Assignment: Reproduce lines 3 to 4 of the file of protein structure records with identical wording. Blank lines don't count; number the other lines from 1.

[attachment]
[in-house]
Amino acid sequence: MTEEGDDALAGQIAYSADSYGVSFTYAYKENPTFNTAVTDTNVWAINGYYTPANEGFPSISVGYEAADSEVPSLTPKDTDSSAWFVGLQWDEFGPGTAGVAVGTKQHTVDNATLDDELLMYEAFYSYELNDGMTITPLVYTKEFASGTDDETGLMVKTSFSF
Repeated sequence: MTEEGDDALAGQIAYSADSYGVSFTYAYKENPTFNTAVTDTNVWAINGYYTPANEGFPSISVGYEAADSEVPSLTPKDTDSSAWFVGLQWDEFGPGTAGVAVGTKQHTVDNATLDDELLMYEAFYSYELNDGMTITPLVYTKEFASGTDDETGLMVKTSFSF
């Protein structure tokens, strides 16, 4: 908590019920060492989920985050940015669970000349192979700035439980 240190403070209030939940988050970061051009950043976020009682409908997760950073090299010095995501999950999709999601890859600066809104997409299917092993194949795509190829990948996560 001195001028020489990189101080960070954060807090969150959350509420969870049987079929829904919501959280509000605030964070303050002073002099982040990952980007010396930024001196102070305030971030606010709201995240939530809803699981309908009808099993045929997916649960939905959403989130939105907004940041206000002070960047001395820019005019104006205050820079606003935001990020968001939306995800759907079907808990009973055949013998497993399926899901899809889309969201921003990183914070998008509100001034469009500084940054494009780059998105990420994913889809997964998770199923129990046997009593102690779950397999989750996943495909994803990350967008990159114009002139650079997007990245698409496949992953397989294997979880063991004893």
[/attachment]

Repeated sequence: MTEEGDDALAGQIAYSADSYGVSFTYAYKENPTFNTAVTDTNVWAINGYYTPANEGFPSISVGYEAADSEVPSLTPKDTDSSAWFVGLQWDEFGPGTAGVAVGTKQHTVDNATLDDELLMYEAFYSYELNDGMTITPLVYTKEFASGTDDETGLMVKTSFSF
């Protein structure tokens, strides 16, 4: 908590019920060492989920985050940015669970000349192979700035439980 240190403070209030939940988050970061051009950043976020009682409908997760950073090299010095995501999950999709999601890859600066809104997409299917092993194949795509190829990948996560 001195001028020489990189101080960070954060807090969150959350509420969870049987079929829904919501959280509000605030964070303050002073002099982040990952980007010396930024001196102070305030971030606010709201995240939530809803699981309908009808099993045929997916649960939905959403989130939105907004940041206000002070960047001395820019005019104006205050820079606003935001990020968001939306995800759907079907808990009973055949013998497993399926899901899809889309969201921003990183914070998008509100001034469009500084940054494009780059998105990420994913889809997964998770199923129990046997009593102690779950397999989750996943495909994803990350967008990159114009002139650079997007990245698409496949992953397989294997979880063991004893």